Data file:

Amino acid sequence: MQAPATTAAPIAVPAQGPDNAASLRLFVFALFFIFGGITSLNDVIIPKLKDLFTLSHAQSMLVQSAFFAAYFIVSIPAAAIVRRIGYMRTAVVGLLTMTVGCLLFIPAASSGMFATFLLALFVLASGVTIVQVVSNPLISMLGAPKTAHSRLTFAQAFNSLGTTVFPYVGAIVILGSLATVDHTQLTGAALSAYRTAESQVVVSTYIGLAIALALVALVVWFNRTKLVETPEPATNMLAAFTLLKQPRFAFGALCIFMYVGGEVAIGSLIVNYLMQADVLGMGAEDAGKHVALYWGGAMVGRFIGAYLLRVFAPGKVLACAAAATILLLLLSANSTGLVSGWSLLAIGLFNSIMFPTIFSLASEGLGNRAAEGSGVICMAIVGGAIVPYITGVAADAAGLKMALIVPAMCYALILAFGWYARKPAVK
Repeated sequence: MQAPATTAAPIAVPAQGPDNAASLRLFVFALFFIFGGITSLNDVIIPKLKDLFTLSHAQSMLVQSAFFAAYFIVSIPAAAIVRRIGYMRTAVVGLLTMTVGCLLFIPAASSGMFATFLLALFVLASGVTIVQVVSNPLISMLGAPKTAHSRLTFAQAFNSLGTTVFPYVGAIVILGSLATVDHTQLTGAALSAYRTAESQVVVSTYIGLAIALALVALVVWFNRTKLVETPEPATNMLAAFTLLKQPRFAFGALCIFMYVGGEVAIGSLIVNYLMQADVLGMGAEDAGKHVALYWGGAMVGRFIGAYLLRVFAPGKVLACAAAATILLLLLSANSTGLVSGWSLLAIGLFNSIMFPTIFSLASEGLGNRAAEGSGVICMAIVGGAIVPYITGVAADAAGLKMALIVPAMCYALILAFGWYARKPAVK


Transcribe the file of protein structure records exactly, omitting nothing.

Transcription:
Amino acid sequence: MQAPATTAAPIAVPAQGPDNAASLRLFVFALFFIFGGITSLNDVIIPKLKDLFTLSHAQSMLVQSAFFAAYFIVSIPAAAIVRRIGYMRTAVVGLLTMTVGCLLFIPAASSGMFATFLLALFVLASGVTIVQVVSNPLISMLGAPKTAHSRLTFAQAFNSLGTTVFPYVGAIVILGSLATVDHTQLTGAALSAYRTAESQVVVSTYIGLAIALALVALVVWFNRTKLVETPEPATNMLAAFTLLKQPRFAFGALCIFMYVGGEVAIGSLIVNYLMQADVLGMGAEDAGKHVALYWGGAMVGRFIGAYLLRVFAPGKVLACAAAATILLLLLSANSTGLVSGWSLLAIGLFNSIMFPTIFSLASEGLGNRAAEGSGVICMAIVGGAIVPYITGVAADAAGLKMALIVPAMCYALILAFGWYARKPAVK
Repeated sequence: MQAPATTAAPIAVPAQGPDNAASLRLFVFALFFIFGGITSLNDVIIPKLKDLFTLSHAQSMLVQSAFFAAYFIVSIPAAAIVRRIGYMRTAVVGLLTMTVGCLLFIPAASSGMFATFLLALFVLASGVTIVQVVSNPLISMLGAPKTAHSRLTFAQAFNSLGTTVFPYVGAIVILGSLATVDHTQLTGAALSAYRTAESQVVVSTYIGLAIALALVALVVWFNRTKLVETPEPATNMLAAFTLLKQPRFAFGALCIFMYVGGEVAIGSLIVNYLMQADVLGMGAEDAGKHVALYWGGAMVGRFIGAYLLRVFAPGKVLACAAAATILLLLLSANSTGLVSGWSLLAIGLFNSIMFPTIFSLASEGLGNRAAEGSGVICMAIVGGAIVPYITGVAADAAGLKMALIVPAMCYALILAFGWYARKPAVK